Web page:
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Wellesley Weston Magazine: “A Lesson in Letting Go”

Life lessons do not always come at the most expected--or convenient--times.

Some excerpts:

    Much as my friends with older children tried to prepare me for sending my first child off to college, there were a few things they neglected to mention. One neighbor pulled me aside at a potluck supper and confessed that when she returned to her empty house after dropping her youngest off at college, she shut the door behind her and fell to the ground, keening. I, for one, would have found it helpful had they told me that there would be some “upside” to the wrenching transition I was about to go through. Instead, they spoke in hushed tones about their unending tears and the profound sense of loss they felt. As my son’s departure drew near, I braced for the worst.

    But after the ten-hour drive to Pittsburgh, the lugging of equipment to the dorm, and the awkward farewell dinner where it suddenly seemed we had nothing left to say to one another, the primary emotion I felt as I watched our son walk away from us was relief.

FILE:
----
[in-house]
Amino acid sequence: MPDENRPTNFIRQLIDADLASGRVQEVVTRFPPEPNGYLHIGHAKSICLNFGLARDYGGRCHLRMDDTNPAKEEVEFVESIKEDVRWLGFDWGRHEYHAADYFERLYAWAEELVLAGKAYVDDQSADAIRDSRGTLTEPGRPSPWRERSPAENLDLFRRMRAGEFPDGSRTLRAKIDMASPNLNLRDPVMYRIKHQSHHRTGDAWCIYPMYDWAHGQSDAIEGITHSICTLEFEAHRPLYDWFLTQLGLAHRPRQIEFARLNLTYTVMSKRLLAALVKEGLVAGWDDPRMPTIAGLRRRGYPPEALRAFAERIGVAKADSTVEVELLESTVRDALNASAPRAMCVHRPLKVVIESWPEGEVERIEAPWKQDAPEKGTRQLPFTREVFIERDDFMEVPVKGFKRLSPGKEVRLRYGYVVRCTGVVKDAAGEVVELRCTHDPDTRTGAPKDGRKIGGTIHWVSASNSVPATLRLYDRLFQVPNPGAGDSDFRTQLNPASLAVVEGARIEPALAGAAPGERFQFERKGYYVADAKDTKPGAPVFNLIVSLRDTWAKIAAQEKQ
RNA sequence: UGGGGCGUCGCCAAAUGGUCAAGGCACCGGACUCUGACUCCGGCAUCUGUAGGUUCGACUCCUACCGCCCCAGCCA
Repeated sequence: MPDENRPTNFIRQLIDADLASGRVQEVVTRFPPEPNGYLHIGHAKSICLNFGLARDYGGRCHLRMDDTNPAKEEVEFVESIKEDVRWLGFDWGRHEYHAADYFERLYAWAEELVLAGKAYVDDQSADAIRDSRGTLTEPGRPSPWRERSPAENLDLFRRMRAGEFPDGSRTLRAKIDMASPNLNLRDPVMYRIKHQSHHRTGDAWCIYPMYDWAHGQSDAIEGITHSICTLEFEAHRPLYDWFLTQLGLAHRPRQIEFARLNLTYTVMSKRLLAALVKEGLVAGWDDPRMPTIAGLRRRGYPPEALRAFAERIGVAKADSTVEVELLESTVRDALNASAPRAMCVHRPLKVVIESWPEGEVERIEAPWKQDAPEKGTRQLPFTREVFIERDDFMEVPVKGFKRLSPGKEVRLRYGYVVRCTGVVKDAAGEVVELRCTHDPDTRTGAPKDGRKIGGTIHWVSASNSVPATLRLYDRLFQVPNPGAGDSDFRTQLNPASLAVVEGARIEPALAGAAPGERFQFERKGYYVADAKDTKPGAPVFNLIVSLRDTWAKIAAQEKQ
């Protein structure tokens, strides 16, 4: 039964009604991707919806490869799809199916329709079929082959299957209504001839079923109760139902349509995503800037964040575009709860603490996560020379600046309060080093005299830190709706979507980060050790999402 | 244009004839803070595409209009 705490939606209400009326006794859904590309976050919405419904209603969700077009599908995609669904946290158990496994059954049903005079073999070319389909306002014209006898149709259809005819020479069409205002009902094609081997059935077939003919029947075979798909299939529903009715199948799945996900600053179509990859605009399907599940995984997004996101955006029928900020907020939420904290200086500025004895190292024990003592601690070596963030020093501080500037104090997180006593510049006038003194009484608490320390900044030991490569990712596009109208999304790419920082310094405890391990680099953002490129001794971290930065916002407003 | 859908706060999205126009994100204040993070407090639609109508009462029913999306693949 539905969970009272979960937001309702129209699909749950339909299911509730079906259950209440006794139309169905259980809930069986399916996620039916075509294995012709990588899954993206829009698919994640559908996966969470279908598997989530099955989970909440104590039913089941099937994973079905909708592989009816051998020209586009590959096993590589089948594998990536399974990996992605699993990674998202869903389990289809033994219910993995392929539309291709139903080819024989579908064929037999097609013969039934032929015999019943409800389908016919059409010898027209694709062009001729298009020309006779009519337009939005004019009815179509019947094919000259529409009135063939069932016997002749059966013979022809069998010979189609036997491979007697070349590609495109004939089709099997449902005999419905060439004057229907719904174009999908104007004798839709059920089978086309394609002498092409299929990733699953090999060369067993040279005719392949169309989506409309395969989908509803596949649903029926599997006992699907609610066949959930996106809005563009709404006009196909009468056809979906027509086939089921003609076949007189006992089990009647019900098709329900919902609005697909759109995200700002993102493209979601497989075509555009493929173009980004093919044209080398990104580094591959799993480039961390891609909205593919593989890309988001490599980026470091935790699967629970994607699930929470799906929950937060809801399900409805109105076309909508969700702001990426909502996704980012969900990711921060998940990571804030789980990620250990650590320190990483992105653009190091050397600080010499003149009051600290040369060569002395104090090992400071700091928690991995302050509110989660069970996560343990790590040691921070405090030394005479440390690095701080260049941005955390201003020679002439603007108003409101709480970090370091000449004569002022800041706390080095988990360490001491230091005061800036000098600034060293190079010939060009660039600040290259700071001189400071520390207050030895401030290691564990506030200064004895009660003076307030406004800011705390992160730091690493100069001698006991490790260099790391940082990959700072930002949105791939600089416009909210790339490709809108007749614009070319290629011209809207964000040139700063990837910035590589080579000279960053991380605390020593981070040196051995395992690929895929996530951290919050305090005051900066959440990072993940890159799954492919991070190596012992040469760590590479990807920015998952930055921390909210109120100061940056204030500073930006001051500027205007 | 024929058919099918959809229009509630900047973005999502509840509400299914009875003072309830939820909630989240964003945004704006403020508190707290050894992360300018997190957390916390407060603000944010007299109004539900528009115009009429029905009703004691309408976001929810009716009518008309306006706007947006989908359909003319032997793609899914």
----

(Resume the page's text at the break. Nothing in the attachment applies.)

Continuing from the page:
Once back home, that relief gave way to something less easily defined. I couldn’t seem to accept the fact that our son was no longer living with us. My house, my life, felt like it was in a state of negative relief--filled with his absence. And while I remained dry-eyed, I was by no means clear-headed. During my weekly grocery shop, I put Dr. Brown’s soda in the shopping cart and made it all the way to the checkout line before remembering that my son wasn’t home to drink it. It was as though what I knew in my head had not yet reached the information center of my heart.

    Several weeks passed in this odd limbo. Then came Parents’ Weekend. We spent time with our son’s professors, had dinner with his friends, and toured the local attractions. It was clear our son was happy and adjusting well. If ever there was a time not to cry, this was it. Which is why I was so surprised when sobs erupted from deep inside of me the moment I went to hug the boy goodbye. I wasn’t keening, exactly, but at that moment I understood what all the fuss was about. Seeing our child so fully at home in a place that was not our home is what made me finally acknowledge the reality: Our son had moved on, and had done so in ways that involved far more than a change of address.

. . .